In his book The 4-Hour Work Week, Tim Ferris, the American author, says, “People are fond of using the ‘it’s not what you know, it’s who you know’ adage as an excuse for inaction, as if all successful people are born with powerful friends. Nonsense.”
Kovid Gupta, 29, Indian-American, author, screenwriter, film-director and one of the listed illuminatis in the Forbes 30 under 30 list, echoes Tim Ferris’s thinking, “When people say that you have got to know people, I say, that’s not true.”
Kovid finds himself on the same list as Indian actress Alia Bhat, 24, wrestler and Brazil Olympic medalist Sakshi Malik, 24, and India’s surprise fourth place finisher in gymnastics in the Brazil Olympics Dipa Karmakar, 23. “I feel very humbled. I sometimes feel shocked. I was reading the profiles of the people who have won and truly feel I don’t belong at their level. It’s weird.” says Kovid.
It takes a while before you start accepting and allowing your mind to match Kovid’s accent with his content. He rattles off names of Hindi TV serials, actors, writers and their characters in a thick American accent without batting an eyelid on the Skype call.
Kovid moved to America as a one-year-old. Like a lot of Indian diaspora kids he got hooked on Indian entertainment content on television. That’s where the similarity ended. Unlike other kids, his first love was Hindi soaps. Moreover, early on, he started watching TV with a pen and paper.
“I just grew up watching a lot of Hindi television. You name a serial from the 90s and 2000s and I must have seen it. I was an obsessive follower of family dramas. I used to watch them all. Eventually, I started noting down the length of episodes, number of scenes there would be and other minute details.” says Kovid.
In his final year at the University of Texas at Austin, from where he did his Bachelor’s in Business Administration, Bachelor’s in Science, and Bachelor’s in Arts, he thought about entering the Indian TV drama circuit as a writer. Bereft of any connections whatsoever, he started the grunt work of noting down names of key people while the credits would run. In stage two he started befriending his shortlist and messaging them. “I must have added about 100 people to my Facebook friends list. For four months, a message would go out to every one of them. “Koi na koi to reply karega (Someone will eventually reply)! That was the hope.” says Kovid with a big infectious laugh.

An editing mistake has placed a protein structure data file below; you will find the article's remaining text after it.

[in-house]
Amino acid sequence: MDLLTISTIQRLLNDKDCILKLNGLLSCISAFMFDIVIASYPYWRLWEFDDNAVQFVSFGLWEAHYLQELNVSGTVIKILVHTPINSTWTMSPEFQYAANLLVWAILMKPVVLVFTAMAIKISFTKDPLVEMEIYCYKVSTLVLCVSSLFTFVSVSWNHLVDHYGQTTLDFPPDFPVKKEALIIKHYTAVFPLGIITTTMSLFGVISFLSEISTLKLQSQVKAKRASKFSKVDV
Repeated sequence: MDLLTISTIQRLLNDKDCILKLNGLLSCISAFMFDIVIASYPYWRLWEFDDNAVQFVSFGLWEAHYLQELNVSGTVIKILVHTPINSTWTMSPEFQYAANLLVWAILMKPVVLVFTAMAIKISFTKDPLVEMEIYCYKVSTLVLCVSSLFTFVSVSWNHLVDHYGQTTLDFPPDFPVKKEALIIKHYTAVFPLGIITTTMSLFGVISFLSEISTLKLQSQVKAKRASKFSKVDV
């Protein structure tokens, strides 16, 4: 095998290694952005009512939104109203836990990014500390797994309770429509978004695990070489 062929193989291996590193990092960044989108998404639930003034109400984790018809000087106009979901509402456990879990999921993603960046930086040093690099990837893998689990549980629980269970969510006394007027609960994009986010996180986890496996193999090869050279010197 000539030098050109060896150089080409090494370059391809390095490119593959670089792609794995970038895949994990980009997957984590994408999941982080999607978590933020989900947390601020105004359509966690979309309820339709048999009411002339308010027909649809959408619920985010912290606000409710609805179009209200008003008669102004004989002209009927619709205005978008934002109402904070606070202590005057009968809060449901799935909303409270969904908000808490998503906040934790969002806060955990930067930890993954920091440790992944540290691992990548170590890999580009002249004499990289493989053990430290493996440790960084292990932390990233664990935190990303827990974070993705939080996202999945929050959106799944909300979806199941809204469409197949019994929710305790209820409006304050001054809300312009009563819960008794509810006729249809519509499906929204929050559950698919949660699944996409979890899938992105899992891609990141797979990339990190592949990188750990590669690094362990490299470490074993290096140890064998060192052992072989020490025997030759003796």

Kovid’s big break came when Rajesh Dubey, the screenplay writer for Balika Vadhu, the number one drama series in India at the time (2010) replied to him in the affirmative. “On the basis of that email, I reached India with my two suitcases. I owe my career to Rajesh Dubey. I am very grateful to him.” says Kovid.
Coincidentally, Rajesh’s associate writer was away on leave and Kovid ended up getting a chance of writing a test-episode for Balika Vadhu. “I was an avid watcher but I was not a writer. But I wrote him an episode based on whatever I had seen and he said, okay fine you can start coming. Still, there was nothing official about the arrangement.”
Two months after his relocation to Mumbai, Kovid received a congratulatory call from his uncle in Jaipur at around 8:05 pm, the time Balika Vadhu credits rolled out with his name as the writer of the episode. “That’s when I realised that I was officially part of the Balika Vadhu writing team. That’s how the ball got rolling.” adds Kovid. An Indian-American kid 13,000 km away from Mumbai had striven to attain his calling. He had taken his most crucial first step. Kovid went on to co-write over 350 episodes of Balika Vadhu and then moved on to join Ekta Kapoor’s Balaji Productions.
At Balaji, he worked on co-writing over 100 episodes of Bade Achhe Lagte Hain. “Since I had grown-up watching Sakshi Tanwar as
Parvati Bhabhi in Kahaani Ghar Ghar Ki in America, I continued addressing her as that. It was great to be with all the actors whom I had watched on television for years.” But the outcome of the job which made him the happiest was an opportunity of working with Ekta Kapoor herself. Not surprising considering that he had literally grown up on a daily dose of her handiwork for years.